Daniel J. D'Arrigo

It's a good question, because every time we think we have a handle on the -- on our tax situation, it's -- there's always something that changes, given the nature of Macau and the earnings coming out of there and how we treat them from that standpoint. So I think here in the U.S., we do have some NOLs, but they really start to kind of burn off. And so as we move forward from a domestic perspective, we'll be looking at more normalized kind of U.S. tax rates, but that'll be offset by the benefits of Macau. And so I think that's going to be where it gets neutralized from a tax standpoint.

Richard A. Hightower - ISI Group Inc., Research Division

Okay. So maybe no real cash impact on the tax shield there, given the strength in Macau?

Daniel J. D'Arrigo

Yes. I think that's accurate, Rich.

Operator

Your next question comes from the line of Harry Curtis with Nomura Securities.

Harry C. Curtis - Nomura Securities Co. Ltd., Research Division

Two quick questions. Can you give us a sense of how much in Vegas your table volumes were up and -- in the first quarter? And do you expect that level of lift to continue for the balance of the year?

James Joseph Murren

Okay, Harry, we're going to get that for you right now. Go ahead, Corey.

Corey I. Sanders

Our total table volumes were actually down a little bit, Harry.

Harry C. Curtis - Nomura Securities Co. Ltd., Research Division

Okay.

Corey I. Sanders

But there is -- and that does not include ARIA, by the way. When you include ARIA, they're actually...

Daniel J. D'Arrigo

We're -- Harry, when you look at the non-Bacc table game numbers, they were up when you include ARIA and across-the-board here in Las Vegas from that perspective.

Corey I. Sanders

But it's just those numbers.

Harry C. Curtis - Nomura Securities Co. Ltd., Research Division

All right. And then, Jim, a question for you. It's really kind of a 30,000-foot question for Vegas as a whole. As you look at load factors through McCarran, they're pretty close to historic highs. And I'm just wondering if -- what indicators, if anything, are you getting from McCarran or the airlines themselves about what's going to prompt them lifting airlift into Vegas, which is going to be an important driver of that midweek business going forward?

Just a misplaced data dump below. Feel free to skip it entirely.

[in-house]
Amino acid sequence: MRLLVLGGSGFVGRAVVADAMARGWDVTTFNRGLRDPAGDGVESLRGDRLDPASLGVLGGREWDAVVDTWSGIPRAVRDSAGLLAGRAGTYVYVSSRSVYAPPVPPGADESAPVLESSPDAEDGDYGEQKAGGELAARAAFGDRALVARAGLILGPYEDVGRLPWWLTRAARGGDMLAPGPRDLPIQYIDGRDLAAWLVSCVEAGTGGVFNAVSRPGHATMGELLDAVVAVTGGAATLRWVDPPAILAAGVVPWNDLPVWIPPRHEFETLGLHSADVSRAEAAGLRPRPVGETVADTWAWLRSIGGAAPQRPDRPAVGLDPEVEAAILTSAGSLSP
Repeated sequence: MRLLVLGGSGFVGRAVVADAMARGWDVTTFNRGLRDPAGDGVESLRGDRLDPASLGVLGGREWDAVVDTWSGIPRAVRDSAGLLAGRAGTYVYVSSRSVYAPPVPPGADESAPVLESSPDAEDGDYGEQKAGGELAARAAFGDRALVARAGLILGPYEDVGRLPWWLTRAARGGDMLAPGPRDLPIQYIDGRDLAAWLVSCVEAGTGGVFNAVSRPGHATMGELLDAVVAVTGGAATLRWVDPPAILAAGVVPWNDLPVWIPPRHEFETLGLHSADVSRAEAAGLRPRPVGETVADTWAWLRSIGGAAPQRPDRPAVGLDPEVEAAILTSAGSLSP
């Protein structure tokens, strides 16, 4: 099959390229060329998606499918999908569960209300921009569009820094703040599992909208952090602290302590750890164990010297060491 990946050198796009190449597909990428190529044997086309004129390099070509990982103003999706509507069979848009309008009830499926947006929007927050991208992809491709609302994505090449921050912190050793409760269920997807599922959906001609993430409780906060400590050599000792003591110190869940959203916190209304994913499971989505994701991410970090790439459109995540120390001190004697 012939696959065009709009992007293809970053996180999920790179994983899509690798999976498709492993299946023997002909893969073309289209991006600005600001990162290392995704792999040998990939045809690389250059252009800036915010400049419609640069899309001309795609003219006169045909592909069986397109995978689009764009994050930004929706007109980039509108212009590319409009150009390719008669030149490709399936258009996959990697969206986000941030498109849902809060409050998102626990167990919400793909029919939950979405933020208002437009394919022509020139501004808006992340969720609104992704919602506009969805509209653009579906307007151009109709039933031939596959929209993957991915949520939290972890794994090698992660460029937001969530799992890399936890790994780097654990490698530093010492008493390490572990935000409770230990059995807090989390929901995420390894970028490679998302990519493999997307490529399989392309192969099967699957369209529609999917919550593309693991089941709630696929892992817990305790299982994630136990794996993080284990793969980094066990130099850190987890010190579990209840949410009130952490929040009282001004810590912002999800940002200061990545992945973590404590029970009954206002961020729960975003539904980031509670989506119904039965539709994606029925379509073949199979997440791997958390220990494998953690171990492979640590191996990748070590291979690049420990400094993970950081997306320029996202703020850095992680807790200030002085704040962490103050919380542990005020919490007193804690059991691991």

James Joseph Murren

All right. I'm going to -- we have some good news on the airlines front. And I'll turn it over to -- maybe, Dan?

Daniel J. D'Arrigo

Yes. I mean, I think, Harry, when you look at kind of seat capacity going forward as projected through the summer by McCarran, actual seat capacity is actually projected to be up in those forward-looking months. And just to kind of circle back to your earlier question, Harry, we were up overall, system-wide here in Las Vegas, up about 3% in table game volume.

Harry C. Curtis - Nomura Securities Co. Ltd., Research Division

And that includes ARIA?

Daniel J. D'Arrigo

Correct.

Harry C. Curtis - Nomura Securities Co. Ltd., Research Division

Okay, okay. And then going back to the airline question. The seat capacity, do you have a sense of -- can you remind me what sort of lift do you have? And do you have it -- any sense of how it looks international versus domestic?

Corey I. Sanders

Yes. Harry, the seat capacities, especially in the summer, is going be up a few percent, which is very positive for us. Anything looking beyond 2 to 3 months is really hard to look at since the airlines are constantly changing their programs. The domestic side is constrained for the obvious reasons of how they're running their business. I think the growth in the airlines will be on the international side. The U.K. keeps adding flights. We believe Copa is very successful, continuing to add flights. WestJet out of Canada is doing very well. We're seeing Mexico and a few other European countries adding flights. So I think as the business travel improves and as the convention business improves, out -- going out towards 2014, you'll start seeing the domestic airlines adding more capacity to the market also.